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Washington Child Custody
Child Custody in Washington
Based on Washington State Revised Code - Title 26 - Chapters 26.09.002, 26.09.187, and 26.09.191, the court decides on either sole or mutual decision making authority, and residential provisions based on the best interest of the children.
Washington child custody protects the child. The family courts encourage divorcing parents to cooperatively write a parenting plan. Washington expects parents to present a parenting plan prior to a custody hearing. The court then approves or rejects the plan.
The child benefits when parents agree and work together on the parenting plan because it shows their willingness and ability to take care of their child's needs after divorce. The court intervenes to resolve issues concerning child support, custody, and visitation rights when the parents fail to do so.
In awarding custody the Washington courts consider the best interests of the child as the primary determining factor. In addition, the court assesses the nature of the parent-child relationship.
The court grants either joint custody or sole to the parent who is capable of taking care of the child as well as provide for his or her needs.
Mandatory Parenting Class
Washington courts require all divorcing parents with minor children to complete a mandatory parenting class before granting a divorce. This requirement is designed to help parents and children deal with the trauma of divorce and separation. Unless the court grants a waiver, both parents must complete this requirement. Rather than give up an afternoon or evening taking your course in a crowded classroom, you can fulfill this requirement conveniently online at a very reasonable cost. We recommend you take Children in Between Online" to fulfill your court requirement and for the benefit of your children.
Washington Child Custody
The court awards either sole custody or joint custody. Parental roles are assigned in accordance with the best interests of the child. In helping the court decide on custody cases and remain objective in their decision-making, courts consider:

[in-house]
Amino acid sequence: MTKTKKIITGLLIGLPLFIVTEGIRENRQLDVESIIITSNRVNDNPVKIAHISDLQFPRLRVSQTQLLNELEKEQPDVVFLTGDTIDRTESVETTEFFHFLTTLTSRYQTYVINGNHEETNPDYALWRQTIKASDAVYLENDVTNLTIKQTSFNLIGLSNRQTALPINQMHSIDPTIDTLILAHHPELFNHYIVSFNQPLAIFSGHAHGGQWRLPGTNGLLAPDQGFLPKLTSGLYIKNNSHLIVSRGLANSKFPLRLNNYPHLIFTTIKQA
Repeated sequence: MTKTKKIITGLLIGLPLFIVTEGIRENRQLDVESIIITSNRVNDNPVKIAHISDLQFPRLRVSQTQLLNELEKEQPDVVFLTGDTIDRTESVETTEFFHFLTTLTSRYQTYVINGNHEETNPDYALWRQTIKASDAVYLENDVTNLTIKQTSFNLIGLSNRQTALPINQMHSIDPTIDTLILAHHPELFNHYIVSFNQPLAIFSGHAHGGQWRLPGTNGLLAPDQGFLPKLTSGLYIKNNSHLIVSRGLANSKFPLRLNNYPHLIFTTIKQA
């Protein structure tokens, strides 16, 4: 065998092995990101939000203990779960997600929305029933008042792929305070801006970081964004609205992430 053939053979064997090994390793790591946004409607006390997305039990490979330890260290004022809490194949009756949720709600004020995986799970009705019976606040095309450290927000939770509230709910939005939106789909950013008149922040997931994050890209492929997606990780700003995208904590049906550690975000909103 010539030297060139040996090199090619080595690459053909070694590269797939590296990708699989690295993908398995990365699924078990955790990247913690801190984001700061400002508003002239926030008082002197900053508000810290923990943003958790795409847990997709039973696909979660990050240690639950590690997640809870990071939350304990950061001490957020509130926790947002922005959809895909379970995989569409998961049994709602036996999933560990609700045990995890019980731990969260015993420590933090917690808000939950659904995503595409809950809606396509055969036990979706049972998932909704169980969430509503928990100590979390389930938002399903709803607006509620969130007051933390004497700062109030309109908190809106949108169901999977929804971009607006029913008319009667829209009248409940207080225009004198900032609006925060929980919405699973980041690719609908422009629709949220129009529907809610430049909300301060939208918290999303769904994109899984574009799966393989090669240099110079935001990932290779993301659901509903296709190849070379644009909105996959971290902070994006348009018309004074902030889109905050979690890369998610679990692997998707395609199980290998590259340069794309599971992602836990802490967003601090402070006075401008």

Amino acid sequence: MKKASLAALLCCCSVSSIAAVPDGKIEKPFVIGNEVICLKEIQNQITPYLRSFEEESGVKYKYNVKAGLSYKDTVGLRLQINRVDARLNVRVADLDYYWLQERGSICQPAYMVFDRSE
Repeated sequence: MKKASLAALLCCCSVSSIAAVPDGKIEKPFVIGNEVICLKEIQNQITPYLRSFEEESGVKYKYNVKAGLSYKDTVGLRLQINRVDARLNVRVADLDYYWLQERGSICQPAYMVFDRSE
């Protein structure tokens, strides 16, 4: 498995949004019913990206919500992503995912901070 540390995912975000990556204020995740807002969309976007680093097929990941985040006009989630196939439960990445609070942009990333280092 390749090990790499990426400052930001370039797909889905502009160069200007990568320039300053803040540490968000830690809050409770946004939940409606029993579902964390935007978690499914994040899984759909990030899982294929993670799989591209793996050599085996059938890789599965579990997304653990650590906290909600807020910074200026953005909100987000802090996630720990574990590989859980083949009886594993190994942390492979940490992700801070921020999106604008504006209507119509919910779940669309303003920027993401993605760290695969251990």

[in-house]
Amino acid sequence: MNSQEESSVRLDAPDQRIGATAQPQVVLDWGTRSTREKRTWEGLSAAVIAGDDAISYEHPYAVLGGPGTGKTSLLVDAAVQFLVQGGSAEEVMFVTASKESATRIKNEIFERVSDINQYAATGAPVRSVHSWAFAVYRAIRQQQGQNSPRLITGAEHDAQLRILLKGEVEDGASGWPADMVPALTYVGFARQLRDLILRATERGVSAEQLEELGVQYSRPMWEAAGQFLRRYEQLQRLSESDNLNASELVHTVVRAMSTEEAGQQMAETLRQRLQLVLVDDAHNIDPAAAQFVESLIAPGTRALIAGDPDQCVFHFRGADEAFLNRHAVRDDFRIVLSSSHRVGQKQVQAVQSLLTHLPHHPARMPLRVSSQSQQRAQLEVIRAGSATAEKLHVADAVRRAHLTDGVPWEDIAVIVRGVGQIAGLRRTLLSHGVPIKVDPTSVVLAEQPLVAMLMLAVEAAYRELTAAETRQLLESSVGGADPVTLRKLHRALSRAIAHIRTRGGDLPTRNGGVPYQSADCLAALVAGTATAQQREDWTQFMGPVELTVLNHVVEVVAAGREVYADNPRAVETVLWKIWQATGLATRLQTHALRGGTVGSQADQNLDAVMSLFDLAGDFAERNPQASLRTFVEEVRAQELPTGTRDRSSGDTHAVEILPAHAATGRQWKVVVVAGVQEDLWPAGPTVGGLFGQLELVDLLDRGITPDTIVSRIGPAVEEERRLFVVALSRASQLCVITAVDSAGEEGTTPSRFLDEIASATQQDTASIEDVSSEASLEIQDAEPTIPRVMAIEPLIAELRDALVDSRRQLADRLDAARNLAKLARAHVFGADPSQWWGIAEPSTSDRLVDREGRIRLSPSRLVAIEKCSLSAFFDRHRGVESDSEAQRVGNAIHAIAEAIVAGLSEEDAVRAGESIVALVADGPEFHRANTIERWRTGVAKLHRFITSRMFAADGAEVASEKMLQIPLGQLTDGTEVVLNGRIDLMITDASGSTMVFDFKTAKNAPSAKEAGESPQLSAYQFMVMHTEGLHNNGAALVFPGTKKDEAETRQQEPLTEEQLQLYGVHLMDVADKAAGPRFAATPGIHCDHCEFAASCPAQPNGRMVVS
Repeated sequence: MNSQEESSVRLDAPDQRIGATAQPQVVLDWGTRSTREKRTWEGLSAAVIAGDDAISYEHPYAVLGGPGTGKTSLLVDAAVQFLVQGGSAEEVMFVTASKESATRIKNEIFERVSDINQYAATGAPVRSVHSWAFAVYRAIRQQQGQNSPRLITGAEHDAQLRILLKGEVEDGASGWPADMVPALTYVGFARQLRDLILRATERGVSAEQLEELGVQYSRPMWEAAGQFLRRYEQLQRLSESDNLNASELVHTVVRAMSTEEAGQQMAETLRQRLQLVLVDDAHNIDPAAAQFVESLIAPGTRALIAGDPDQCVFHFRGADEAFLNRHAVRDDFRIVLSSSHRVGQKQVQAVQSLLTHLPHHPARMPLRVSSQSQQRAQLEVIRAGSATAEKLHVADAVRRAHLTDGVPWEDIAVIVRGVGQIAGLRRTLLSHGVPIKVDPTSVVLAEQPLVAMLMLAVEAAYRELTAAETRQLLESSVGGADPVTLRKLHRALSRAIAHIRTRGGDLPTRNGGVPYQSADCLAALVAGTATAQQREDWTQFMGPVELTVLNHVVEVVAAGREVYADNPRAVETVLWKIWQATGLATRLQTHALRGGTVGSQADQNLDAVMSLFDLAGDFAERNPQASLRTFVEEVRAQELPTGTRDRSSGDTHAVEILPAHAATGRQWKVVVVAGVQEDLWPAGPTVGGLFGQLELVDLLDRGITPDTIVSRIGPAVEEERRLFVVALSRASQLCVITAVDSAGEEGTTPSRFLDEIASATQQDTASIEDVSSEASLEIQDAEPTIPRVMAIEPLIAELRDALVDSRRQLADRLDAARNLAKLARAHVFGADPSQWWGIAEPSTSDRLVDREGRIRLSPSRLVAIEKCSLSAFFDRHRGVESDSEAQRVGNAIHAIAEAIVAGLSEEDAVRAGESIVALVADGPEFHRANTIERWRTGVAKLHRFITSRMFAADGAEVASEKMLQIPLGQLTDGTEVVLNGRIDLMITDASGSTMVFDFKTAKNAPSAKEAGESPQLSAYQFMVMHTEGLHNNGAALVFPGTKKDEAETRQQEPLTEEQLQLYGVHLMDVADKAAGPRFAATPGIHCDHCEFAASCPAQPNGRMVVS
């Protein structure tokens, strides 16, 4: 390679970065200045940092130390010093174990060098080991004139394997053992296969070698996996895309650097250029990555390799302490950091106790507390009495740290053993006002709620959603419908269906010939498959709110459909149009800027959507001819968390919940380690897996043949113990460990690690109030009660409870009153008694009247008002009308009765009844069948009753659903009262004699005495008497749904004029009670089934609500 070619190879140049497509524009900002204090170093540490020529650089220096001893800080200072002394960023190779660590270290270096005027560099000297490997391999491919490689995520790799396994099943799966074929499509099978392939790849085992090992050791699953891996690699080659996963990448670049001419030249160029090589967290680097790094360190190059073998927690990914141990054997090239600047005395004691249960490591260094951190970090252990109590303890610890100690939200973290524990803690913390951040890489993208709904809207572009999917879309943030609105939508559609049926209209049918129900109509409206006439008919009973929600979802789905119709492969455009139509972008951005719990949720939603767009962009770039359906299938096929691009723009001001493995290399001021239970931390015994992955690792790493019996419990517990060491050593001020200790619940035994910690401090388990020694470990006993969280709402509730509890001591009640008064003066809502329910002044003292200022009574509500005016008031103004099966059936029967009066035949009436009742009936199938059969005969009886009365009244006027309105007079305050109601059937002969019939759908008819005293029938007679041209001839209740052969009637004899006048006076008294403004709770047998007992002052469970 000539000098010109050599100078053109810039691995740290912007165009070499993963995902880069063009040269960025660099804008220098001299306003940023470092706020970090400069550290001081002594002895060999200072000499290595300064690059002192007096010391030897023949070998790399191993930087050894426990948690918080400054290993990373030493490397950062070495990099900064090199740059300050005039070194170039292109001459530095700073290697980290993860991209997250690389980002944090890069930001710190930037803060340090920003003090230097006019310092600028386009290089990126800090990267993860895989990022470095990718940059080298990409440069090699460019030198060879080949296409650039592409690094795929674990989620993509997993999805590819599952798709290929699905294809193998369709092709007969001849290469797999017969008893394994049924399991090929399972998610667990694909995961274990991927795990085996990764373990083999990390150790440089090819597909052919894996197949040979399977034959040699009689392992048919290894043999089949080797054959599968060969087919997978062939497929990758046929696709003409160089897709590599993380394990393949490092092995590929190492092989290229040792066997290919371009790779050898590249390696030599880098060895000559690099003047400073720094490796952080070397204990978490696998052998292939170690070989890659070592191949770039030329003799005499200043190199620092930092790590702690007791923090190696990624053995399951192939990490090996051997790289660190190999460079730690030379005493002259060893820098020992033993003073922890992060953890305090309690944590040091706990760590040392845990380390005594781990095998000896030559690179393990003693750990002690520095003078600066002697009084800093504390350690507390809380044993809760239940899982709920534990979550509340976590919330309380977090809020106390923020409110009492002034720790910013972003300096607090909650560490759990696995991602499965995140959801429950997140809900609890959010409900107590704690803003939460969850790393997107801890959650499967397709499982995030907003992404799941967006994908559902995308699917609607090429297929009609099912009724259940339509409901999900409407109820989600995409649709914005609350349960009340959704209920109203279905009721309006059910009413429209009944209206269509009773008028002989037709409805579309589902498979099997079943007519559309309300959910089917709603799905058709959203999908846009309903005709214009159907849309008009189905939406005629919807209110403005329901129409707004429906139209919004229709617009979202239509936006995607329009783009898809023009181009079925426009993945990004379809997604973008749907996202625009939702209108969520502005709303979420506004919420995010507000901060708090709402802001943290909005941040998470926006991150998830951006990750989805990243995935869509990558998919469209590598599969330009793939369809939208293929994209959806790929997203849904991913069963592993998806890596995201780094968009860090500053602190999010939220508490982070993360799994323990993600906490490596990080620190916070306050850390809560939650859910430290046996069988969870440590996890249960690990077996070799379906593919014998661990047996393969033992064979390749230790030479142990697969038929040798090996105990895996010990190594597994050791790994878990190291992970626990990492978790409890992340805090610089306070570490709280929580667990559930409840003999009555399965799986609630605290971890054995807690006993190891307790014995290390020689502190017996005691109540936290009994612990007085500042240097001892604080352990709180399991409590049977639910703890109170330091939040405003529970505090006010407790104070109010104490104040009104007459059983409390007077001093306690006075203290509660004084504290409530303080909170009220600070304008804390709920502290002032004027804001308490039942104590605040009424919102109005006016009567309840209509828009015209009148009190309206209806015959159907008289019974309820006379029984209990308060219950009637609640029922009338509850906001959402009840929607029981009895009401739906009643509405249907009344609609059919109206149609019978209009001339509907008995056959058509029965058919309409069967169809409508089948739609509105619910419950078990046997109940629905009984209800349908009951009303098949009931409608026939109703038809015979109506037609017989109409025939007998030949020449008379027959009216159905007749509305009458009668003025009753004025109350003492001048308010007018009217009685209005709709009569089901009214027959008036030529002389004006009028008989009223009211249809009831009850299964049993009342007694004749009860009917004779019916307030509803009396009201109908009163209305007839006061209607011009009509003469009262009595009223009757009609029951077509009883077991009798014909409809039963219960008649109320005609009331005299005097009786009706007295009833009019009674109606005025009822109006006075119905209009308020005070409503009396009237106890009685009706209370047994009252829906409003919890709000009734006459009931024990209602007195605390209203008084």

Joint and Legal Child Custody
In Washington, one or both parents may be granted either legal or physical custody of a child. Legal custody determines the parent who makes day-to-day decisions for a child, such as health and medical decisions, as well as educational decisions. However, either parent may make emergency decisions for a child while the child is in his/her custody, regardless of the legal custody arrangement.
Physical custody refers to possession of the child for residential purposes. A court in Washington normally awards both parents joint physical custody when the parents can work together.
In order to modify a custody order, a parent seeking a modification should also serve notice to the other party and the court, and he or she must prove:
In addition to finding a parent unfit because of substance abuse or abuse or neglect towards a child, the courts also consider the conduct of both parents during the course of the marriage, and the impact of parental behavior on the child. The court frowns upon a parent who abandons his or her child, physically, sexually or emotionally abuses the child, has a history of domestic violence, assaulted or sexually assaulted the child and caused bodily harm, or has an adult sex offender conviction.
In Washington, a parent who is not granted custody of a child is entitled to reasonable visitation rights. Visitation may be limited if a parent's behavior is inappropriate.
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